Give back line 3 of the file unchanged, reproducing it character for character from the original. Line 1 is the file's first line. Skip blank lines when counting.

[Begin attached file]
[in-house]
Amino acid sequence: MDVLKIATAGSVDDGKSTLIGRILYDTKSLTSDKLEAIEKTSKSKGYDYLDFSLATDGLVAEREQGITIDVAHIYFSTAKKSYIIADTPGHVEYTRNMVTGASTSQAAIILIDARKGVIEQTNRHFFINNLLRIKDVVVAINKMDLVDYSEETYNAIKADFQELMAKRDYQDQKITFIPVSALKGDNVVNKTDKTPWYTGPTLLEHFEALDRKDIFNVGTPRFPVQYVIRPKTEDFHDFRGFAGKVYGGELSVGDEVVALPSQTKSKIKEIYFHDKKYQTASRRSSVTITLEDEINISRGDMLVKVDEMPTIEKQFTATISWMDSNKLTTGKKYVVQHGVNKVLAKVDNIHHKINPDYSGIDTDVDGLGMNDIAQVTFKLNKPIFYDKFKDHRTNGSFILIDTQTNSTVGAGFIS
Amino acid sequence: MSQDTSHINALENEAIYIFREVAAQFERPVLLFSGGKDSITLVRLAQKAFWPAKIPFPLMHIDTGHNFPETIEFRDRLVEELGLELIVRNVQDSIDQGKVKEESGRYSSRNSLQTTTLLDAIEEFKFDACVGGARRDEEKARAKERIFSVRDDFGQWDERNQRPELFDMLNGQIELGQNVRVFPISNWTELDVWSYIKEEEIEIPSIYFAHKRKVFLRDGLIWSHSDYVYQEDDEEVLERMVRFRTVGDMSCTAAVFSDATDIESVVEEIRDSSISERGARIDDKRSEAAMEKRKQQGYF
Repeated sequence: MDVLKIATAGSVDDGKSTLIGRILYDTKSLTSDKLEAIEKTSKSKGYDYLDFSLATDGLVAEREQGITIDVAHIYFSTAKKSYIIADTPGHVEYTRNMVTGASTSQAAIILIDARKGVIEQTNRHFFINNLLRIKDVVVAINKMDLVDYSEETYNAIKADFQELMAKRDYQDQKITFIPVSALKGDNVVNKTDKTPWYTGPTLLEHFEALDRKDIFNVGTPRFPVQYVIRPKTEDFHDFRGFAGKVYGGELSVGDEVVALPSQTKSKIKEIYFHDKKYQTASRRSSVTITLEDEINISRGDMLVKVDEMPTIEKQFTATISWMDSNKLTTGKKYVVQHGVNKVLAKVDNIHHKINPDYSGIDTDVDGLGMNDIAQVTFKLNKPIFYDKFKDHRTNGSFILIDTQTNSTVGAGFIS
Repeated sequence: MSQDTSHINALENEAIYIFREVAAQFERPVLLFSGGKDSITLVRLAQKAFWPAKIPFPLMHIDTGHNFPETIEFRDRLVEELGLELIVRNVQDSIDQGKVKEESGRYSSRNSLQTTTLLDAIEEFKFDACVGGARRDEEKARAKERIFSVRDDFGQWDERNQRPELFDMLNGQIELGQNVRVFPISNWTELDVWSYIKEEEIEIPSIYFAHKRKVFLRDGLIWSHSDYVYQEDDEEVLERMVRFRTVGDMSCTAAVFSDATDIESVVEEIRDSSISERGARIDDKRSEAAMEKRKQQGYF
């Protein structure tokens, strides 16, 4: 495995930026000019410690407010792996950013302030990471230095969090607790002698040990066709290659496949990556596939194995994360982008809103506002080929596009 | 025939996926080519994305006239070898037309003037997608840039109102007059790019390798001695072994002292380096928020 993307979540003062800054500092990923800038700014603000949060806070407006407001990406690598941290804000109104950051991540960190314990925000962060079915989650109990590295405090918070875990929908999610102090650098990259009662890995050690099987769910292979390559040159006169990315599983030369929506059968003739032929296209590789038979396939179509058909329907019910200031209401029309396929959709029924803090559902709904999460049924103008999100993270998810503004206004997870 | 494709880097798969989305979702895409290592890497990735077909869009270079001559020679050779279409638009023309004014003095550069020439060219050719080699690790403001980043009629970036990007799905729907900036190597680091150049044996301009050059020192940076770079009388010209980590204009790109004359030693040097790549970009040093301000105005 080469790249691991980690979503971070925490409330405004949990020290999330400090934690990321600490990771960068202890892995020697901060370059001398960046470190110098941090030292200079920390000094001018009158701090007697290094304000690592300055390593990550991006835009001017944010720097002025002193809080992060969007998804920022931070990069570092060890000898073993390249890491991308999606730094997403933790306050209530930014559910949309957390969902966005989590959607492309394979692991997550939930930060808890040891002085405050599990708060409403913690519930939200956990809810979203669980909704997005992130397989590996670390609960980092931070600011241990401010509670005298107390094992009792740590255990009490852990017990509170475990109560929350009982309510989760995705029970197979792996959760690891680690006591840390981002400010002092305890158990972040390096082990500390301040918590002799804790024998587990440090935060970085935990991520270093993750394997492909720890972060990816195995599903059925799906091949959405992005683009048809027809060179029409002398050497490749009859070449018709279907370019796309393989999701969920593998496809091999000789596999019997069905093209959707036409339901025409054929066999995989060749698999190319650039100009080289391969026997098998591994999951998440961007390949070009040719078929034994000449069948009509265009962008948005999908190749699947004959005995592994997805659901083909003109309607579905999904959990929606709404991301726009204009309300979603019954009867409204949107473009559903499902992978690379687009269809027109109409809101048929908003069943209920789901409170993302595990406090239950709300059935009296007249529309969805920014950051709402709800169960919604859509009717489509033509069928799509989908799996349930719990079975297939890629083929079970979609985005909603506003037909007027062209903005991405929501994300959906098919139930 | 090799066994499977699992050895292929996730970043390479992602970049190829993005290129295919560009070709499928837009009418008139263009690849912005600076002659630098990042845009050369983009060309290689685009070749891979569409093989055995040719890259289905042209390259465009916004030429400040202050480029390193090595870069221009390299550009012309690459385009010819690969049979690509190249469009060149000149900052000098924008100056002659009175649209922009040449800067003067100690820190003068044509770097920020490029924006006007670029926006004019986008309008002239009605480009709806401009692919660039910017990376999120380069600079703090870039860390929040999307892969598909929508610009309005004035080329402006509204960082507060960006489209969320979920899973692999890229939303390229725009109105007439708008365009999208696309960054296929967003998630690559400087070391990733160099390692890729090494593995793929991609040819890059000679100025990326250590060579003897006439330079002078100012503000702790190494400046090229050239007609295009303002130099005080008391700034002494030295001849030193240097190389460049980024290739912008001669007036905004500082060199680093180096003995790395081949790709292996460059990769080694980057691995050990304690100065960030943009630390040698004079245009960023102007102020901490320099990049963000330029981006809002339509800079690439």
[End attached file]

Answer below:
Amino acid sequence: MSQDTSHINALENEAIYIFREVAAQFERPVLLFSGGKDSITLVRLAQKAFWPAKIPFPLMHIDTGHNFPETIEFRDRLVEELGLELIVRNVQDSIDQGKVKEESGRYSSRNSLQTTTLLDAIEEFKFDACVGGARRDEEKARAKERIFSVRDDFGQWDERNQRPELFDMLNGQIELGQNVRVFPISNWTELDVWSYIKEEEIEIPSIYFAHKRKVFLRDGLIWSHSDYVYQEDDEEVLERMVRFRTVGDMSCTAAVFSDATDIESVVEEIRDSSISERGARIDDKRSEAAMEKRKQQGYF